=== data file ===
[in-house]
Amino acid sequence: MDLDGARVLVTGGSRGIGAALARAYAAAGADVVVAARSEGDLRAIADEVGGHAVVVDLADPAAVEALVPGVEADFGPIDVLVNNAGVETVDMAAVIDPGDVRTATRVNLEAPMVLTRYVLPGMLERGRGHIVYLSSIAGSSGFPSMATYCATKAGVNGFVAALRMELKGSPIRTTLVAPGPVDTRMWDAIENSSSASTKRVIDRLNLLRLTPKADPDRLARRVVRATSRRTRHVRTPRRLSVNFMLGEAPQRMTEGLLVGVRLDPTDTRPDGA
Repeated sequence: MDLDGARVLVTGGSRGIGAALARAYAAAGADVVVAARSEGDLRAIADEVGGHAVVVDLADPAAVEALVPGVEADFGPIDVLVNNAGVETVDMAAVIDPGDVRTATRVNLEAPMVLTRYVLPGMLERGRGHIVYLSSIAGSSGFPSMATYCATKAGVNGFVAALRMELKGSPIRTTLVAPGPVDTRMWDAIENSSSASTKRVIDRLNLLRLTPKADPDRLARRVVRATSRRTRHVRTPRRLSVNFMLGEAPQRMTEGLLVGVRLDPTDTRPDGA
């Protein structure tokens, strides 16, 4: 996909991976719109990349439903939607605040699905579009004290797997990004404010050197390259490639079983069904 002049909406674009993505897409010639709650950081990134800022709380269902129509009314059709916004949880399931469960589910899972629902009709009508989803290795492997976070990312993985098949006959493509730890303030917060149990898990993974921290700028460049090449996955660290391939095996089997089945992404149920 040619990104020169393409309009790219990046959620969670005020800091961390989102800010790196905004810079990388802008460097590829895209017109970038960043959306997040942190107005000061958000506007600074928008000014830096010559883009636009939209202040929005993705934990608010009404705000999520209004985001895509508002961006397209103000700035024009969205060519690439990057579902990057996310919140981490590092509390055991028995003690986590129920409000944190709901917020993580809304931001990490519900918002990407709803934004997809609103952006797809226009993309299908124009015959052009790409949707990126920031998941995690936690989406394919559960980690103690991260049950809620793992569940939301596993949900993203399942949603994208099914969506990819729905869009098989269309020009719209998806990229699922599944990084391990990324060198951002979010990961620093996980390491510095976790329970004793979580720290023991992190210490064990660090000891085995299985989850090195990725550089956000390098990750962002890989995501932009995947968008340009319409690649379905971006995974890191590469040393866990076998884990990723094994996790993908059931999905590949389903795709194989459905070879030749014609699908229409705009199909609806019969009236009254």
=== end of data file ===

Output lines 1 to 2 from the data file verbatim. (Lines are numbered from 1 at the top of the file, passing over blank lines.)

[in-house]
Amino acid sequence: MDLDGARVLVTGGSRGIGAALARAYAAAGADVVVAARSEGDLRAIADEVGGHAVVVDLADPAAVEALVPGVEADFGPIDVLVNNAGVETVDMAAVIDPGDVRTATRVNLEAPMVLTRYVLPGMLERGRGHIVYLSSIAGSSGFPSMATYCATKAGVNGFVAALRMELKGSPIRTTLVAPGPVDTRMWDAIENSSSASTKRVIDRLNLLRLTPKADPDRLARRVVRATSRRTRHVRTPRRLSVNFMLGEAPQRMTEGLLVGVRLDPTDTRPDGA